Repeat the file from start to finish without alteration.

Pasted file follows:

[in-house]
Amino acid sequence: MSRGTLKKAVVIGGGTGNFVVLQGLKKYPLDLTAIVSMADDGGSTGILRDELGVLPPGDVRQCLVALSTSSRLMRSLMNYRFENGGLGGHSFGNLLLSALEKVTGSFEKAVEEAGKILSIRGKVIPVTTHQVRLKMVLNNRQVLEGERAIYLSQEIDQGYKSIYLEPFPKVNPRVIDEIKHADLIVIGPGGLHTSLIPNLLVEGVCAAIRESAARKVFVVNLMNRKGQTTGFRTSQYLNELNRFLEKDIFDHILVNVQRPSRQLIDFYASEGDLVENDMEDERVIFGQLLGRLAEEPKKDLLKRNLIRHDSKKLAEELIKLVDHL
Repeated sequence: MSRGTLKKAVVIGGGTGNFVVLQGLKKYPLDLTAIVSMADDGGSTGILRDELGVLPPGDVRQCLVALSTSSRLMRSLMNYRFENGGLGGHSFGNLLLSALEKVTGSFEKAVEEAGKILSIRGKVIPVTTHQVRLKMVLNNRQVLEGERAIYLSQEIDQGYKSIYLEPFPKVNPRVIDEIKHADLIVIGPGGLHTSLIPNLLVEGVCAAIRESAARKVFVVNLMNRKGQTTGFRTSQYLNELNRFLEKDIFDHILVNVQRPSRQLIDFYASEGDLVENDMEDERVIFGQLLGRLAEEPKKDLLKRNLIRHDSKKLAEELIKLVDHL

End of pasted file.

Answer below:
[in-house]
Amino acid sequence: MSRGTLKKAVVIGGGTGNFVVLQGLKKYPLDLTAIVSMADDGGSTGILRDELGVLPPGDVRQCLVALSTSSRLMRSLMNYRFENGGLGGHSFGNLLLSALEKVTGSFEKAVEEAGKILSIRGKVIPVTTHQVRLKMVLNNRQVLEGERAIYLSQEIDQGYKSIYLEPFPKVNPRVIDEIKHADLIVIGPGGLHTSLIPNLLVEGVCAAIRESAARKVFVVNLMNRKGQTTGFRTSQYLNELNRFLEKDIFDHILVNVQRPSRQLIDFYASEGDLVENDMEDERVIFGQLLGRLAEEPKKDLLKRNLIRHDSKKLAEELIKLVDHL
Repeated sequence: MSRGTLKKAVVIGGGTGNFVVLQGLKKYPLDLTAIVSMADDGGSTGILRDELGVLPPGDVRQCLVALSTSSRLMRSLMNYRFENGGLGGHSFGNLLLSALEKVTGSFEKAVEEAGKILSIRGKVIPVTTHQVRLKMVLNNRQVLEGERAIYLSQEIDQGYKSIYLEPFPKVNPRVIDEIKHADLIVIGPGGLHTSLIPNLLVEGVCAAIRESAARKVFVVNLMNRKGQTTGFRTSQYLNELNRFLEKDIFDHILVNVQRPSRQLIDFYASEGDLVENDMEDERVIFGQLLGRLAEEPKKDLLKRNLIRHDSKKLAEELIKLVDHL